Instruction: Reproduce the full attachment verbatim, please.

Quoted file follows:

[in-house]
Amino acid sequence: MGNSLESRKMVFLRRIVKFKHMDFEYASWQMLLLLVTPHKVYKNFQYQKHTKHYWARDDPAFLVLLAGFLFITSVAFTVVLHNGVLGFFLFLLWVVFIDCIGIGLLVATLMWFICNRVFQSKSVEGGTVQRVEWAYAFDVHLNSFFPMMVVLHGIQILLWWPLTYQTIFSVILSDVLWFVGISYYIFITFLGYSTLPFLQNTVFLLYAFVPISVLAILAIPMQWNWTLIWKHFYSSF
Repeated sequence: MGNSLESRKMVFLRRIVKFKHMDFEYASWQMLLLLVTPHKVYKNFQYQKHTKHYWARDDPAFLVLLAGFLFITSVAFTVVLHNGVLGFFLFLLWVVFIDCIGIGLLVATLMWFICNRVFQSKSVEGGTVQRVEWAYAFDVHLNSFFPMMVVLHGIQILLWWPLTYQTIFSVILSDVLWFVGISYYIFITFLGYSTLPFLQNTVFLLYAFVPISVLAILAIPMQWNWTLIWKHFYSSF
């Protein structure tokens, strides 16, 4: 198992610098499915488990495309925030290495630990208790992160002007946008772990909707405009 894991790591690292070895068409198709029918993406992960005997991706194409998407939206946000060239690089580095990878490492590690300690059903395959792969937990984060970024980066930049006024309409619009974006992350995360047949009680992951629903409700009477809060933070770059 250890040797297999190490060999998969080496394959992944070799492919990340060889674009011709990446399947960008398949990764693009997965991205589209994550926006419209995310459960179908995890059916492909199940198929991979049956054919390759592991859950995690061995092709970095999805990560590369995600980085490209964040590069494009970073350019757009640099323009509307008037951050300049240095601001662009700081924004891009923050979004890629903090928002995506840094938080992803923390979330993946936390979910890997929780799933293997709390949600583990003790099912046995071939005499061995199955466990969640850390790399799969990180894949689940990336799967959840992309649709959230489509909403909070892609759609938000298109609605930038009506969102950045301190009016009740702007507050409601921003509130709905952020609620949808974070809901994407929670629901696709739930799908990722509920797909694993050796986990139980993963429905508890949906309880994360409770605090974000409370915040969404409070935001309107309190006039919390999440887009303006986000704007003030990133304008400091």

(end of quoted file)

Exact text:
[in-house]
Amino acid sequence: MGNSLESRKMVFLRRIVKFKHMDFEYASWQMLLLLVTPHKVYKNFQYQKHTKHYWARDDPAFLVLLAGFLFITSVAFTVVLHNGVLGFFLFLLWVVFIDCIGIGLLVATLMWFICNRVFQSKSVEGGTVQRVEWAYAFDVHLNSFFPMMVVLHGIQILLWWPLTYQTIFSVILSDVLWFVGISYYIFITFLGYSTLPFLQNTVFLLYAFVPISVLAILAIPMQWNWTLIWKHFYSSF
Repeated sequence: MGNSLESRKMVFLRRIVKFKHMDFEYASWQMLLLLVTPHKVYKNFQYQKHTKHYWARDDPAFLVLLAGFLFITSVAFTVVLHNGVLGFFLFLLWVVFIDCIGIGLLVATLMWFICNRVFQSKSVEGGTVQRVEWAYAFDVHLNSFFPMMVVLHGIQILLWWPLTYQTIFSVILSDVLWFVGISYYIFITFLGYSTLPFLQNTVFLLYAFVPISVLAILAIPMQWNWTLIWKHFYSSF
């Protein structure tokens, strides 16, 4: 198992610098499915488990495309925030290495630990208790992160002007946008772990909707405009 894991790591690292070895068409198709029918993406992960005997991706194409998407939206946000060239690089580095990878490492590690300690059903395959792969937990984060970024980066930049006024309409619009974006992350995360047949009680992951629903409700009477809060933070770059 250890040797297999190490060999998969080496394959992944070799492919990340060889674009011709990446399947960008398949990764693009997965991205589209994550926006419209995310459960179908995890059916492909199940198929991979049956054919390759592991859950995690061995092709970095999805990560590369995600980085490209964040590069494009970073350019757009640099323009509307008037951050300049240095601001662009700081924004891009923050979004890629903090928002995506840094938080992803923390979330993946936390979910890997929780799933293997709390949600583990003790099912046995071939005499061995199955466990969640850390790399799969990180894949689940990336799967959840992309649709959230489509909403909070892609759609938000298109609605930038009506969102950045301190009016009740702007507050409601921003509130709905952020609620949808974070809901994407929670629901696709739930799908990722509920797909694993050796986990139980993963429905508890949906309880994360409770605090974000409370915040969404409070935001309107309190006039919390999440887009303006986000704007003030990133304008400091």